A Christmas Party to Remember

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During the yuletide season, hundreds of widows and orphans converged on Yaba to attend a party organised by a nonprofit group. Solomon Elusoji, who was there, writes that the party was only a footnote

Every year, the Rose of Sharon Foundation, a nonprofit organisation devoted to the welfare of widows and orphans, organises a Christmas party for its beneficiaries in Lagos. Usually held on an open field inside the premises of the Yaba College of Technology, the widows and orphans come out in identical, colourful ankara prints. They present cultural performances, dance, make merriment with food and drinks, and are treated to a bouquet of academic and professional scholarships sponsored by the foundation’s founder, Mrs. Folorunso Alakija, one of the richest women on earth.

Last year’s edition of the Christmas party, which was headlined by the First Lady of Lagos, Mrs. Bolanle Ambode and Alakija, was no different. Defying a tepid sun, the duo, seated under a canopy watched performances after performances – poetry recitations, cultural dances – before proceeding towards an exhibition stand where Rose of Sharon widows displayed the works of their hands. There were also Christmas hampers for sale.

Mrs. Ambode, who charged Nigerians to use the festive season to reach out and show love by giving and sharing with others, encouraged the widows and orphans to put their trust in God, noting that when all hope seems lost and help too far away, He will suddenly appear and meet their needs as their Husband and Father. The First Lady of Lagos, who is the Grand Matron of the foundation, also commended the foundation for its relentless efforts to improve the conditions of the widows, their children and orphans in all ramifications.

Also speaking at the party, Alakija, said the foundation will continue to advocate for the rights of widows and orphans in the country. She called on all stakeholders to join them in the fight. Alakija, who highlighted some of the foundation’s achievements during the period, said that 2017 was a fruitful year. According to her, the foundation’s empowerment programme has benefitted widows from all the geopolitical zones of the country. Over 1,000 widows, together with their children, emerged as beneficiaries and recipients of loans and scholarships.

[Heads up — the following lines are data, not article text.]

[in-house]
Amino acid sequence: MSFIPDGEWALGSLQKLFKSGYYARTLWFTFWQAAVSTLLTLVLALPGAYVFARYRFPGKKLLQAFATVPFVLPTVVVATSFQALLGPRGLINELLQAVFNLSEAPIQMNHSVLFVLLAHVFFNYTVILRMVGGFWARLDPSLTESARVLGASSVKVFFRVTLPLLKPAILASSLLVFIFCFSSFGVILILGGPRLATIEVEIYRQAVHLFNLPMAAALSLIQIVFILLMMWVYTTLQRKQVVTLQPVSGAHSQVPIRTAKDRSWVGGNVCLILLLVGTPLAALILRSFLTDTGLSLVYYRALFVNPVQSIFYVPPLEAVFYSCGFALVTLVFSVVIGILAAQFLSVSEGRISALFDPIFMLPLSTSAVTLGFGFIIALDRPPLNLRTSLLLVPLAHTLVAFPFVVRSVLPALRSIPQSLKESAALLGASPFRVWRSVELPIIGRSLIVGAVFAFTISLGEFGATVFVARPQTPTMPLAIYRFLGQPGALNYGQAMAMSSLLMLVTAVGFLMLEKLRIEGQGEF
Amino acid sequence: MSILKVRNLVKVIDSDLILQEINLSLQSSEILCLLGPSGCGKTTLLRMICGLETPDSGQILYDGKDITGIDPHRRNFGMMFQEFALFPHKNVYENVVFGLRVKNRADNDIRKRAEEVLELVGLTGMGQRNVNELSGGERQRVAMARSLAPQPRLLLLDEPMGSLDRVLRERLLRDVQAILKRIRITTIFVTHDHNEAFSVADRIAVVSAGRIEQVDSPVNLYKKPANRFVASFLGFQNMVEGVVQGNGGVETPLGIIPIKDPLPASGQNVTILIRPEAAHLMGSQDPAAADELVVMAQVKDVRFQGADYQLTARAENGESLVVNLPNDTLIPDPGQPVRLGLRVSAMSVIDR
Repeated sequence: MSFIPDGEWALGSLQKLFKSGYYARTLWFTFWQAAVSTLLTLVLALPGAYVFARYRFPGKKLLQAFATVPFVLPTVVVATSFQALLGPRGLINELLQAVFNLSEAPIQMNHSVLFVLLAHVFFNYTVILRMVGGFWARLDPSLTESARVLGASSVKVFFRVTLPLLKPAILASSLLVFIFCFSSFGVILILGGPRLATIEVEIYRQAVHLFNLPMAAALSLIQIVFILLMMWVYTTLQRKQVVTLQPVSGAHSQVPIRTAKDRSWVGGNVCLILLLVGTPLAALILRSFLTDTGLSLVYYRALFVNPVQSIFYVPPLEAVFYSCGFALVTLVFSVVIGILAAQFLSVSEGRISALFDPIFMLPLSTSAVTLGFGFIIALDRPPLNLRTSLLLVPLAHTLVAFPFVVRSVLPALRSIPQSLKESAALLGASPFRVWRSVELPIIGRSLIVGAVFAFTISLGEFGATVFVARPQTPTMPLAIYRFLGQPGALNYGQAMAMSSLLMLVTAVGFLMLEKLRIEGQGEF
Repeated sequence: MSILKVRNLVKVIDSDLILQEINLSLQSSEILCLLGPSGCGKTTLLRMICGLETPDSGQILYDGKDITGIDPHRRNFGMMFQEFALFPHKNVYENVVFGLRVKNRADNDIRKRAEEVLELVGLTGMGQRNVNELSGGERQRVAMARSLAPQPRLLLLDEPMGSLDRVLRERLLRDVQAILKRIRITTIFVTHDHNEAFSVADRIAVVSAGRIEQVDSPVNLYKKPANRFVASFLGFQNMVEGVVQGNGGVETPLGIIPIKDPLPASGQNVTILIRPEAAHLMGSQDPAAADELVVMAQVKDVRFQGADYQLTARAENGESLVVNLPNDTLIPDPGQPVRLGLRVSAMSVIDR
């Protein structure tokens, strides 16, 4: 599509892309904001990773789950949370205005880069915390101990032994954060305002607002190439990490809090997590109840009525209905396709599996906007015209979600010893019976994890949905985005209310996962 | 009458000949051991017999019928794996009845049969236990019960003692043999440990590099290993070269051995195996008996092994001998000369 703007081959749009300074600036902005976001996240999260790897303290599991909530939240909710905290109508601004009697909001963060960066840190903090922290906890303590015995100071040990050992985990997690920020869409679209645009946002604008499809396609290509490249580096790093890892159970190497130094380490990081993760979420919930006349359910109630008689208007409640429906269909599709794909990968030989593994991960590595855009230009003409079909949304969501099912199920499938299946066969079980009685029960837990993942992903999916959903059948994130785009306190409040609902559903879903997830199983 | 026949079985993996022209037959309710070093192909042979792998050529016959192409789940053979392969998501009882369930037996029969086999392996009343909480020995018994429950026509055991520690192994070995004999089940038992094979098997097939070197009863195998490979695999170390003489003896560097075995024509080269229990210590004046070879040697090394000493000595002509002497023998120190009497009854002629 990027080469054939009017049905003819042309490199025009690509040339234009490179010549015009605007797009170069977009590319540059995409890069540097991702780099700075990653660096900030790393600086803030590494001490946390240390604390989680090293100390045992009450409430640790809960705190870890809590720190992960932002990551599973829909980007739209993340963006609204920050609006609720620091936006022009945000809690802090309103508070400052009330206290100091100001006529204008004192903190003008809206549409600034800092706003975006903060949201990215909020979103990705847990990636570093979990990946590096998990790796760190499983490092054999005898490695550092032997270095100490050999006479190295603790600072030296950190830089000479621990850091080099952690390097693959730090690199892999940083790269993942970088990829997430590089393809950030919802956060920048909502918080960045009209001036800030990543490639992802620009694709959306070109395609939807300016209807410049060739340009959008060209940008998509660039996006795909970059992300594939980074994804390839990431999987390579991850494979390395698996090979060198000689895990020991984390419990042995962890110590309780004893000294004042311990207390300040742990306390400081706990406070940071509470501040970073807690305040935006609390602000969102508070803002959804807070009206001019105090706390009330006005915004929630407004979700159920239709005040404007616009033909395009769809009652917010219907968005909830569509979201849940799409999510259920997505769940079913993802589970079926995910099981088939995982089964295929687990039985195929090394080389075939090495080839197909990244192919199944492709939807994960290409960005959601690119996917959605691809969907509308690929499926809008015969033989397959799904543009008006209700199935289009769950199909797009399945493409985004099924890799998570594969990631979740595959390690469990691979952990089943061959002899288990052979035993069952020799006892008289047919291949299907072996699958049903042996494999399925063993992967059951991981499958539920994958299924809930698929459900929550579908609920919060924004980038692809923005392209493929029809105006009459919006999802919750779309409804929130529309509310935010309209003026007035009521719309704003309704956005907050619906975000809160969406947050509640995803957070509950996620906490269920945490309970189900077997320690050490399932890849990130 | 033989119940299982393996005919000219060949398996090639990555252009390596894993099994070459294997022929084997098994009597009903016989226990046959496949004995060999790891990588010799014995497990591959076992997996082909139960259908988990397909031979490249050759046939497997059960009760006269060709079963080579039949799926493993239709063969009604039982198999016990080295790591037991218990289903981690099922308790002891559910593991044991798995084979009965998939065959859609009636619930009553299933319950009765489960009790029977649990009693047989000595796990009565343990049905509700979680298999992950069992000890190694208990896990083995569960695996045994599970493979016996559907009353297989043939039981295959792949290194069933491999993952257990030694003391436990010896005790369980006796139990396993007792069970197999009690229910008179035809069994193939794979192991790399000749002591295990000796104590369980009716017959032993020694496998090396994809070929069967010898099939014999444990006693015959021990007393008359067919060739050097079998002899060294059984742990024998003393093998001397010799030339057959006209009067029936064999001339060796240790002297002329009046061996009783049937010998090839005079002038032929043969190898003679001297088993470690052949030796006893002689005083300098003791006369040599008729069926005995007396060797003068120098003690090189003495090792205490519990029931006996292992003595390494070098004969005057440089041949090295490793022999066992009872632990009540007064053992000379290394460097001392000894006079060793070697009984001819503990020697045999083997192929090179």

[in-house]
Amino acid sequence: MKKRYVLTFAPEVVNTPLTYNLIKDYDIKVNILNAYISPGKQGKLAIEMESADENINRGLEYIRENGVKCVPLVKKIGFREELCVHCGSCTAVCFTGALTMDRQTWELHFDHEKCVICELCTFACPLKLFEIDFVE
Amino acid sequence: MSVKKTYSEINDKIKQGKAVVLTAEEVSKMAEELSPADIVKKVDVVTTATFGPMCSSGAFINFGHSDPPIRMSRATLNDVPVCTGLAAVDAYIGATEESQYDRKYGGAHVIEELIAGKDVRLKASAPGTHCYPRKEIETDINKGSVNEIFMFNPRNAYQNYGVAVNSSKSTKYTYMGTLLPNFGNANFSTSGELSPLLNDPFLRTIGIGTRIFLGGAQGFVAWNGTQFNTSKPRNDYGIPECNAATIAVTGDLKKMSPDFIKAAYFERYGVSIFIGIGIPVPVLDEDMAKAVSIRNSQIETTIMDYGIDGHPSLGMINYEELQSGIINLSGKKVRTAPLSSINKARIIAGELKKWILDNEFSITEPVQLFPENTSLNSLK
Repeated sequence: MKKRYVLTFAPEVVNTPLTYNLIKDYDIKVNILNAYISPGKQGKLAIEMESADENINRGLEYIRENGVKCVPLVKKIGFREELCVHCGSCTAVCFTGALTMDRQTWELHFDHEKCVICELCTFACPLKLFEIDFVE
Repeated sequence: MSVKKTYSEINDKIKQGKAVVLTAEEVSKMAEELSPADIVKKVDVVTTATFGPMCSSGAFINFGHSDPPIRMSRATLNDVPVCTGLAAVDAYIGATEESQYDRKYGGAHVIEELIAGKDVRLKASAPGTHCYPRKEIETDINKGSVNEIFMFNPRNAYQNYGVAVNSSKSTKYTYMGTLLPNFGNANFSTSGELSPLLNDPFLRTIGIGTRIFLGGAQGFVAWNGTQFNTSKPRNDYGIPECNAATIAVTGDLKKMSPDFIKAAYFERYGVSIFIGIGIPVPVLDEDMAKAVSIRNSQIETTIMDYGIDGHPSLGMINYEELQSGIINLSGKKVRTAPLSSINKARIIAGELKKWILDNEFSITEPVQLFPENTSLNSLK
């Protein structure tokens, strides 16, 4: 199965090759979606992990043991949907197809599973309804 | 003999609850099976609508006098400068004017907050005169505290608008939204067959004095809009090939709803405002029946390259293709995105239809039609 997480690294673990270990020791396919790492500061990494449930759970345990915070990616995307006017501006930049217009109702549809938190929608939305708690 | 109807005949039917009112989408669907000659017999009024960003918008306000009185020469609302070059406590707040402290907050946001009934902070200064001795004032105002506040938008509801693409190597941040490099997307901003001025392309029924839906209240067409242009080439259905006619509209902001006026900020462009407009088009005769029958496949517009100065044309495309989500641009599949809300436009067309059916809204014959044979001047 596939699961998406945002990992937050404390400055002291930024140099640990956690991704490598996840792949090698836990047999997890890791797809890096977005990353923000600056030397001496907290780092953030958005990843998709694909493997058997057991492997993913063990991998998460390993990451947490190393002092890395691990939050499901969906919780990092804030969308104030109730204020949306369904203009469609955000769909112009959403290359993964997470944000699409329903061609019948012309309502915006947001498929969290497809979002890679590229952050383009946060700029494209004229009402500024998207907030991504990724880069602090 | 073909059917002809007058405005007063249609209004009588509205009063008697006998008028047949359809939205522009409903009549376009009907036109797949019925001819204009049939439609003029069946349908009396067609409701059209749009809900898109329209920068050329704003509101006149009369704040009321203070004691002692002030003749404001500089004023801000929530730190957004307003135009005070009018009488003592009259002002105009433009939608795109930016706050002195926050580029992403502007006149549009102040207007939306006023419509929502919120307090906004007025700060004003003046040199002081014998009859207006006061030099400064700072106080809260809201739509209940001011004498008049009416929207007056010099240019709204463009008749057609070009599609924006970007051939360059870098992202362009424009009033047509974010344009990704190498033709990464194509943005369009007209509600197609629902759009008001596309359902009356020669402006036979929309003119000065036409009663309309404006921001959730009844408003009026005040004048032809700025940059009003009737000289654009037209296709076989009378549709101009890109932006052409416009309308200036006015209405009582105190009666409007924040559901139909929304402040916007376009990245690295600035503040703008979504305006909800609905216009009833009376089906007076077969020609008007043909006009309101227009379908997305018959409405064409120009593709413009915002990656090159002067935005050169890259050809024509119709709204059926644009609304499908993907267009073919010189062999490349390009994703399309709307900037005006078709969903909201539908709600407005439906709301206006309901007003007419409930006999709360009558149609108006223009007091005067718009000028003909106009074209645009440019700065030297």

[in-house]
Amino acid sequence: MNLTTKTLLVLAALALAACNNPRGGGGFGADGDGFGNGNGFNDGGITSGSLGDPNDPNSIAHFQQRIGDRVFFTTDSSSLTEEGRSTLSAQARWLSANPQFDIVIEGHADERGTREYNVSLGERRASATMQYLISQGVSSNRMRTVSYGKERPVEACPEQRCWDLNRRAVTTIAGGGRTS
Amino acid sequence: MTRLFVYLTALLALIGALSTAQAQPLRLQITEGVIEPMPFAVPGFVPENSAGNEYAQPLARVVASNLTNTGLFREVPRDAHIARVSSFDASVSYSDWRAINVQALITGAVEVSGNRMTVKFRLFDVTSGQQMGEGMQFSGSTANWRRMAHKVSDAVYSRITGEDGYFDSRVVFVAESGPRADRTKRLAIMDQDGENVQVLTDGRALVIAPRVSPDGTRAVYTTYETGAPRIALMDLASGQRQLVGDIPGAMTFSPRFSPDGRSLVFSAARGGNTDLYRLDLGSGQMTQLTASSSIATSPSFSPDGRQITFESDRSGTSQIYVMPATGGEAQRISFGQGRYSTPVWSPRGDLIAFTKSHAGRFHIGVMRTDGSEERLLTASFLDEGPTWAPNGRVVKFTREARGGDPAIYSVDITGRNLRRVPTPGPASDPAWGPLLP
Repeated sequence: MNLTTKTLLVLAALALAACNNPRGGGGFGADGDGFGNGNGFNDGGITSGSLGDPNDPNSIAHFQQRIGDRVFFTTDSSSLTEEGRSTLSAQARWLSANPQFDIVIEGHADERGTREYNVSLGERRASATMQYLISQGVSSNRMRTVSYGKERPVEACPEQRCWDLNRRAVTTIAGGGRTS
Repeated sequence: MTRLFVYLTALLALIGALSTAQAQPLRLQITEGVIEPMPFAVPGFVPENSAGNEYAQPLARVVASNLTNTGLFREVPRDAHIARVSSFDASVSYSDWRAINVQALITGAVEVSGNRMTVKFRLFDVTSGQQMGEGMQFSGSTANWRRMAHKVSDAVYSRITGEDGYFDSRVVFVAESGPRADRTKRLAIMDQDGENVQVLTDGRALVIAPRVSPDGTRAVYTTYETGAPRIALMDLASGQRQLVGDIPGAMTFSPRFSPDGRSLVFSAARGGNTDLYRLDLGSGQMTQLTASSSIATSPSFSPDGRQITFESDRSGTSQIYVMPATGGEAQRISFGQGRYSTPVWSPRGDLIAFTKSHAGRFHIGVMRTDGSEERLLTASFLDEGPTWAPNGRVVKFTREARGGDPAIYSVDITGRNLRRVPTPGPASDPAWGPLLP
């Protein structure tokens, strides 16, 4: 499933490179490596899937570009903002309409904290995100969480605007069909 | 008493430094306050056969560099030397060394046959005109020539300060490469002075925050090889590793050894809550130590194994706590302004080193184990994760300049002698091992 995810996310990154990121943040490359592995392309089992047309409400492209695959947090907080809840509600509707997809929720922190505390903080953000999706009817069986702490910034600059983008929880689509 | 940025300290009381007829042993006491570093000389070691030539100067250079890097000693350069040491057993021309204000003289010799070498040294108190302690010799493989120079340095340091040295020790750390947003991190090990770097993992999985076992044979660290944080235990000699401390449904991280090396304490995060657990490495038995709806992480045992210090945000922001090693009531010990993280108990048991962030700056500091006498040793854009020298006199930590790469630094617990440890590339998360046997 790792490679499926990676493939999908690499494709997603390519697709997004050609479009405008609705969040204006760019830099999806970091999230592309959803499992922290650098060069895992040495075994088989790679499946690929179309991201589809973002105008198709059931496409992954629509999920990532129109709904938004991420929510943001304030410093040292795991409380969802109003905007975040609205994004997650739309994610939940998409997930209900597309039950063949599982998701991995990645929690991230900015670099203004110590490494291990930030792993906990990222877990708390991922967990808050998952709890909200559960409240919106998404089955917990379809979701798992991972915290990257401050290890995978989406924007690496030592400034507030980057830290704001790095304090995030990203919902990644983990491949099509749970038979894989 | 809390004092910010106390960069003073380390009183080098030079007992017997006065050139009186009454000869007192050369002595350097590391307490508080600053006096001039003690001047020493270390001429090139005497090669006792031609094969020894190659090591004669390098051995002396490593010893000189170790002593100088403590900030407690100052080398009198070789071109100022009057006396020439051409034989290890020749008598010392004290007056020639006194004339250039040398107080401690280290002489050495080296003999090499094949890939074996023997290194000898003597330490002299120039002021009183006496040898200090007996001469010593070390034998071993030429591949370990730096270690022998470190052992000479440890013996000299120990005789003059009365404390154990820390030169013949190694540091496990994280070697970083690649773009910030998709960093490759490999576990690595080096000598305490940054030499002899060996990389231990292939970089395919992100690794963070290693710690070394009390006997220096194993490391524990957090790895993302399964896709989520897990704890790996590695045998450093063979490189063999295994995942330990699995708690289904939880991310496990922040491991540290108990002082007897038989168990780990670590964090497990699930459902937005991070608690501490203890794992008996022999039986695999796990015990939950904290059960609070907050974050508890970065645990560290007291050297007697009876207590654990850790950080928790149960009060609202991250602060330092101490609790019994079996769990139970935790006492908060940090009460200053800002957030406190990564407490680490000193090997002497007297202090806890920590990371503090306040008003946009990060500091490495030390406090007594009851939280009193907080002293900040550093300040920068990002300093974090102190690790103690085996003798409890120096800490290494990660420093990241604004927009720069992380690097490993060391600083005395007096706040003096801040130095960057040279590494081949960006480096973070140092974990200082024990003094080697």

“Wipe away your tears, roll up your sleeves, pray, believe and look for what you can do. Start doing something,” she encouraged the group.

To improve the health of the widows, founder, Cancer Awareness Nigeria, a nonprofit organisation, Mrs. Tolulope Falowo, gave away 100 vouchers to those over 40 years of age. The vouchers enabled them to undergo free cancer screening. Also, the CEO of Makemee Elegant, Mrs. Kehinde Okoroafor, offered to train 50 widows in producing wigs and weave-on.

To promote academic excellence among the children of the widows, the foundation also gave cash prizes to primary, secondary and tertiary students who distinguished themselves. The student with the best result in the Bachelor’s degree category was, however, awarded a scholarship for further study with a cash prize of N50, 000.

On its website, the Rose of Sharon Foundation (RoSF), describes its purpose as “an NGO focused on alleviating the plight of widows and orphans.” The Foundation says it designs and “execute programmes that give financial independence and educational opportunities to widows, their children and orphans.”